Get your children some proper hiking boots. You don’t have to spend a fortune though; there are a host of brands out there offering reasonably priced footwear. Head to your nearest outdoor retailer and they’ll be more than happy to help you out. Don’t forget to break them in and make sure that you know they are comfortable before heading off on your hike.
Use this opportunity to teach your children about the plants and animals we share our planet with. You could make a game of pointing out or finding different trees, birds or butterflies. If children get used to being around all kinds of creatures at a young age they won’t be fearful of them as they get older. Children will also learn to respect nature and the importance of looking after the environment.
Don’t forget how little your children’s legs are. Take regular breaks for snacks and drinks. Encourage exploring and playing during these breaks too. Let your kids get stuck into playing in the mud. You have a change of clothes in the car anyway, right?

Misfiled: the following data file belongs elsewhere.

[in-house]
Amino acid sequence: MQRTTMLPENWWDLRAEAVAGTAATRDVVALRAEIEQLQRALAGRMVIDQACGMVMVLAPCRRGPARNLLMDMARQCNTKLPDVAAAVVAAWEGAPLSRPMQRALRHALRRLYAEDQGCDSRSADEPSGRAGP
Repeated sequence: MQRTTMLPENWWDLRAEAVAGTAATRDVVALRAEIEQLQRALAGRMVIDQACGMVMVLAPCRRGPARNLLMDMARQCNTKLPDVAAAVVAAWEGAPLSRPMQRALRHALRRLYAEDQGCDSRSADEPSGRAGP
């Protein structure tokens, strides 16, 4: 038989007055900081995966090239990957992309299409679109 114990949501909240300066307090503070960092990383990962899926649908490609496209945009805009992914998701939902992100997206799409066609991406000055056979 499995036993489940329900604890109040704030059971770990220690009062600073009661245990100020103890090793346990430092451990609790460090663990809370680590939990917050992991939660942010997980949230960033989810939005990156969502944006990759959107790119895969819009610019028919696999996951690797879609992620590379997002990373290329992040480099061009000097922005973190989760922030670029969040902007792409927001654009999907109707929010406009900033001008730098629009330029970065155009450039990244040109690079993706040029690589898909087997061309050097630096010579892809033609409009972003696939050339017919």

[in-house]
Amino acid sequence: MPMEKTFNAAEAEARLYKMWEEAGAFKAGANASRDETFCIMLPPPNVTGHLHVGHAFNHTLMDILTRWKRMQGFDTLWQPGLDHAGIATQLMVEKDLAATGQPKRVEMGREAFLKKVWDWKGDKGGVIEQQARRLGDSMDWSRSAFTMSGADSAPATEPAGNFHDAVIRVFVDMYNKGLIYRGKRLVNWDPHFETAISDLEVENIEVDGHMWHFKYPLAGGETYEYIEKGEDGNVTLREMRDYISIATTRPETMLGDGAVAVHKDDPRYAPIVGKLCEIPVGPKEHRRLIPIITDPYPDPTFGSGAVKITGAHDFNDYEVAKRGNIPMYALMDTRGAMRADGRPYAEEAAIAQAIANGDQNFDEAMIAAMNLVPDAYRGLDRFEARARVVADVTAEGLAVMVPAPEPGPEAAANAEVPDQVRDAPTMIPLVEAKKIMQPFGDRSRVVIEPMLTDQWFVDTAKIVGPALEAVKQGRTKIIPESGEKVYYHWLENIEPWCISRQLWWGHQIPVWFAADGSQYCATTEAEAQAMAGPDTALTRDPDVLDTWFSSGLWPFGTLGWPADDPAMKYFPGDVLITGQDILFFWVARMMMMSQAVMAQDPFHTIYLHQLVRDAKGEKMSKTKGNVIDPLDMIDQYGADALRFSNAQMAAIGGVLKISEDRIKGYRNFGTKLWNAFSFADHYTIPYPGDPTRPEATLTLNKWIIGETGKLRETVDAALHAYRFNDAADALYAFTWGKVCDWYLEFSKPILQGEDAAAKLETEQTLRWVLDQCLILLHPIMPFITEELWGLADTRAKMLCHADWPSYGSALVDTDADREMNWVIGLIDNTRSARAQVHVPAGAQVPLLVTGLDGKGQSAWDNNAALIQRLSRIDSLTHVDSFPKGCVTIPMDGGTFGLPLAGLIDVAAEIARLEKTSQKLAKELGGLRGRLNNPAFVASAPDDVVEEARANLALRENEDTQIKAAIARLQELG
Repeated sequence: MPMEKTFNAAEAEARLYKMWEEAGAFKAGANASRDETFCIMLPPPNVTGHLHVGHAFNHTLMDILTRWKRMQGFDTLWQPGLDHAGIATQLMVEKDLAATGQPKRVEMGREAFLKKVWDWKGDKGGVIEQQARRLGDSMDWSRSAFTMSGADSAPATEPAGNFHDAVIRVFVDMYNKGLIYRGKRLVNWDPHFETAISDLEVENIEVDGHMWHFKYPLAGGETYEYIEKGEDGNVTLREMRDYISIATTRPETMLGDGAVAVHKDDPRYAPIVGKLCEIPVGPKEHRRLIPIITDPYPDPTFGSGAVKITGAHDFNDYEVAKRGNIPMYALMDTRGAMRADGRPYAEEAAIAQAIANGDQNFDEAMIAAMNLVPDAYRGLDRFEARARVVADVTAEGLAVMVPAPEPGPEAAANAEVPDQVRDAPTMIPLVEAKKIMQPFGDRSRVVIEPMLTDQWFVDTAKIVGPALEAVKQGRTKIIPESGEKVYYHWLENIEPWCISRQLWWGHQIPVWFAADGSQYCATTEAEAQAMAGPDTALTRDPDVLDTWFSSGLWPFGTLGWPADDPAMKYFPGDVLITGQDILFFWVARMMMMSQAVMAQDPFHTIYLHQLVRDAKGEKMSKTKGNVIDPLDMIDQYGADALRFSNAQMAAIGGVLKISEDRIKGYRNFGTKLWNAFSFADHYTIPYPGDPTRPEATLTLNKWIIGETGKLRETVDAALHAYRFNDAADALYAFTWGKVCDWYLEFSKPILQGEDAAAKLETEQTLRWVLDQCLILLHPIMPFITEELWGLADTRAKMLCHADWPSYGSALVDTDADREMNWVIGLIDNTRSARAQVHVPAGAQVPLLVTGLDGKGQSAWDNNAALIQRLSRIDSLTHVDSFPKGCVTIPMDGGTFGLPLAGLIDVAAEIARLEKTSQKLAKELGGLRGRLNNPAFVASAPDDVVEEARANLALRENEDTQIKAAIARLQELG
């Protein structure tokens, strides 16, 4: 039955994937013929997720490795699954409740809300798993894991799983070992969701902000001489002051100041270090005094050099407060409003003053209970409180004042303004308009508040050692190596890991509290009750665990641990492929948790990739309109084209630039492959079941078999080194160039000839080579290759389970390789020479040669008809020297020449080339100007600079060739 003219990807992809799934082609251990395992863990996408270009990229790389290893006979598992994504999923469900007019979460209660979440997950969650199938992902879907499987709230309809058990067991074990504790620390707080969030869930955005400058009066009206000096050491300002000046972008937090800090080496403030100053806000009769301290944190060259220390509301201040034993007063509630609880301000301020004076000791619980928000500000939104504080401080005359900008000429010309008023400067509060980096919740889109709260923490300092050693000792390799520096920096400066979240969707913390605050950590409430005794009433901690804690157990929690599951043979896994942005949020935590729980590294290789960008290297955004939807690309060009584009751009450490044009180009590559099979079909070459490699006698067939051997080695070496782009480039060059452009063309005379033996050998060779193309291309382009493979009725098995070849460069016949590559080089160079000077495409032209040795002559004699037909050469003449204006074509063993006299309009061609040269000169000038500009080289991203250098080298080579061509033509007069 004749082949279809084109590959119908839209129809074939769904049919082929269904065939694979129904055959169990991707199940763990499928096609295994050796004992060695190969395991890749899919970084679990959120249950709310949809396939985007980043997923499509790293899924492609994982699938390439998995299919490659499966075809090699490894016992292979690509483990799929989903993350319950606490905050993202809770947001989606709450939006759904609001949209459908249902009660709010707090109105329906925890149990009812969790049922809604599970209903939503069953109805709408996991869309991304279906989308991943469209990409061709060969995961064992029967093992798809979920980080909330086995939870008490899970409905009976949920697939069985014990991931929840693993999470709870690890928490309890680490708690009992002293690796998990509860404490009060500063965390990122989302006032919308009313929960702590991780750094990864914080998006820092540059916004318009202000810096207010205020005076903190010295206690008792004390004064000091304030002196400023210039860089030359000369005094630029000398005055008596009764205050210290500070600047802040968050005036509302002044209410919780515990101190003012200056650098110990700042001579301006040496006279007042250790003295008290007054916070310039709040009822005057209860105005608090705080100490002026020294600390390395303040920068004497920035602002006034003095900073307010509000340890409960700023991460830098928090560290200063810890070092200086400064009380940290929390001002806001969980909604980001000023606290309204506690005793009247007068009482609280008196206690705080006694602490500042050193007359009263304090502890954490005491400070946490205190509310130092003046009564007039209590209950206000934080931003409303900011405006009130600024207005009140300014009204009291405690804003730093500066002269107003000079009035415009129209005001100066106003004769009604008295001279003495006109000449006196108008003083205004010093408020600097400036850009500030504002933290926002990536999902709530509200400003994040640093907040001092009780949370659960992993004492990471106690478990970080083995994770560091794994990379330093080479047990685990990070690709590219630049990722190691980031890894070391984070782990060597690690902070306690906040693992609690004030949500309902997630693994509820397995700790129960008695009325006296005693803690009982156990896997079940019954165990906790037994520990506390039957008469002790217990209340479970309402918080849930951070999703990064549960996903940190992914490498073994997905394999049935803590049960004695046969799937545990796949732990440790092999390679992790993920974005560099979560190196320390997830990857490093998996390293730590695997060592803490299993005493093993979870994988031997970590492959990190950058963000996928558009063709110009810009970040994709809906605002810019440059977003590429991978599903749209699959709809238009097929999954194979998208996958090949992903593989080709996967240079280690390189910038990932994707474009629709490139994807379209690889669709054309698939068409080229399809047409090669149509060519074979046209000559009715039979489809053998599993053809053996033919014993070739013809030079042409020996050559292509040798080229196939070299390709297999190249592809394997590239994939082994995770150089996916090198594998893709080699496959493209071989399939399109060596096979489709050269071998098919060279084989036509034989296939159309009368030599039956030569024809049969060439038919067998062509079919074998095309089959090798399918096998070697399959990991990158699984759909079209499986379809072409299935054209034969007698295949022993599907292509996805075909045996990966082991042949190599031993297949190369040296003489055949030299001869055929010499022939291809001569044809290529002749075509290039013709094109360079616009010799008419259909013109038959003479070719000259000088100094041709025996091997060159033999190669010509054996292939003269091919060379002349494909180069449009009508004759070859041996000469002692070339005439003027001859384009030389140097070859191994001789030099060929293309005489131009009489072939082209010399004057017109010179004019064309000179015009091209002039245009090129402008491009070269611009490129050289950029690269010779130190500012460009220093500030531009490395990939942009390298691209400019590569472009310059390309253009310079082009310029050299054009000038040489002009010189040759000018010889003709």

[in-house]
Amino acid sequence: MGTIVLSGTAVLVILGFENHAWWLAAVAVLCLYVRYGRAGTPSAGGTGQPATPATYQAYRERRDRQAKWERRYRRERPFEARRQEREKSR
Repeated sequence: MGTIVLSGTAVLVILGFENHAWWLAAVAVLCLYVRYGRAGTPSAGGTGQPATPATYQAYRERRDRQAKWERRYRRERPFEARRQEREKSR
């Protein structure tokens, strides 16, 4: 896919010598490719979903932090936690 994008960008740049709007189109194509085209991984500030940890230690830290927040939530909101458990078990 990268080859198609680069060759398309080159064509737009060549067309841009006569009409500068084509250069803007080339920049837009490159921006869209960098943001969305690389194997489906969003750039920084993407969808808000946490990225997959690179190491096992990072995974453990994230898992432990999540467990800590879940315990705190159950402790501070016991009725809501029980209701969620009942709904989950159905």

The goal when hiking with kids is not to get to the top or the end. It’s to have fun, to introduce your children to the wonders of nature and to spend time together. Don’t forget that. Eventually, it will be your children who are racing to the top but don’t push it.
This should make everything a lot more enjoyable. You’ll be able to play more games if there is a second child. Be careful though. Every parent is different so make sure you’re all on the same level before heading off. They need to understand that no means no and that misbehaving can be dangerous in certain circumstances.